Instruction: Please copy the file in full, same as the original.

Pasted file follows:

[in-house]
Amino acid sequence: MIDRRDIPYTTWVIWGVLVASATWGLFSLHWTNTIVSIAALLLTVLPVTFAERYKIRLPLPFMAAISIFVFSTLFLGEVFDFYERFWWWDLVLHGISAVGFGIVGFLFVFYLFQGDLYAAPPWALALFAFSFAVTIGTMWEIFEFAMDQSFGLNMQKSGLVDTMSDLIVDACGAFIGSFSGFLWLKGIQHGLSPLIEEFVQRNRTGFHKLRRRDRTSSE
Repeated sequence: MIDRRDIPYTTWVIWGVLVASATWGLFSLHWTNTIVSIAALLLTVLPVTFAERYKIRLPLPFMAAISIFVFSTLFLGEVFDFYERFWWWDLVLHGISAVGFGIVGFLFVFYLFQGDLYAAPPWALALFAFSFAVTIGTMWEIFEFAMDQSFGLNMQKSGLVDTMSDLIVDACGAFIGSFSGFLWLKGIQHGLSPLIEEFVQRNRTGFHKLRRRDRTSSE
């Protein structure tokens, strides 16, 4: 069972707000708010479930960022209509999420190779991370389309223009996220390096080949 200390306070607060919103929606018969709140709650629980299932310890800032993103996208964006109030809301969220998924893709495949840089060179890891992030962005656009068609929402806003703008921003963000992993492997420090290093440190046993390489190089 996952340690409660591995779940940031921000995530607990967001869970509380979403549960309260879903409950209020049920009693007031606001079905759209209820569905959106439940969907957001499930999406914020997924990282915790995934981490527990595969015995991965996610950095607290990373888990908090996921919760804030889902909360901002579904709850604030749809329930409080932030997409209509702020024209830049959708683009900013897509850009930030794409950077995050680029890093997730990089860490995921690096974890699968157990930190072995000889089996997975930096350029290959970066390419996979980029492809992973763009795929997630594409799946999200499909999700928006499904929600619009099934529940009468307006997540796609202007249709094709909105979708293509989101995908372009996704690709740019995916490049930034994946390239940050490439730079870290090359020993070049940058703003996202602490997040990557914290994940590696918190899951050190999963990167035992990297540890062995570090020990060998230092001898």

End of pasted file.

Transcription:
[in-house]
Amino acid sequence: MIDRRDIPYTTWVIWGVLVASATWGLFSLHWTNTIVSIAALLLTVLPVTFAERYKIRLPLPFMAAISIFVFSTLFLGEVFDFYERFWWWDLVLHGISAVGFGIVGFLFVFYLFQGDLYAAPPWALALFAFSFAVTIGTMWEIFEFAMDQSFGLNMQKSGLVDTMSDLIVDACGAFIGSFSGFLWLKGIQHGLSPLIEEFVQRNRTGFHKLRRRDRTSSE
Repeated sequence: MIDRRDIPYTTWVIWGVLVASATWGLFSLHWTNTIVSIAALLLTVLPVTFAERYKIRLPLPFMAAISIFVFSTLFLGEVFDFYERFWWWDLVLHGISAVGFGIVGFLFVFYLFQGDLYAAPPWALALFAFSFAVTIGTMWEIFEFAMDQSFGLNMQKSGLVDTMSDLIVDACGAFIGSFSGFLWLKGIQHGLSPLIEEFVQRNRTGFHKLRRRDRTSSE
């Protein structure tokens, strides 16, 4: 069972707000708010479930960022209509999420190779991370389309223009996220390096080949 200390306070607060919103929606018969709140709650629980299932310890800032993103996208964006109030809301969220998924893709495949840089060179890891992030962005656009068609929402806003703008921003963000992993492997420090290093440190046993390489190089 996952340690409660591995779940940031921000995530607990967001869970509380979403549960309260879903409950209020049920009693007031606001079905759209209820569905959106439940969907957001499930999406914020997924990282915790995934981490527990595969015995991965996610950095607290990373888990908090996921919760804030889902909360901002579904709850604030749809329930409080932030997409209509702020024209830049959708683009900013897509850009930030794409950077995050680029890093997730990089860490995921690096974890699968157990930190072995000889089996997975930096350029290959970066390419996979980029492809992973763009795929997630594409799946999200499909999700928006499904929600619009099934529940009468307006997540796609202007249709094709909105979708293509989101995908372009996704690709740019995916490049930034994946390239940050490439730079870290090359020993070049940058703003996202602490997040990557914290994940590696918190899951050190999963990167035992990297540890062995570090020990060998230092001898």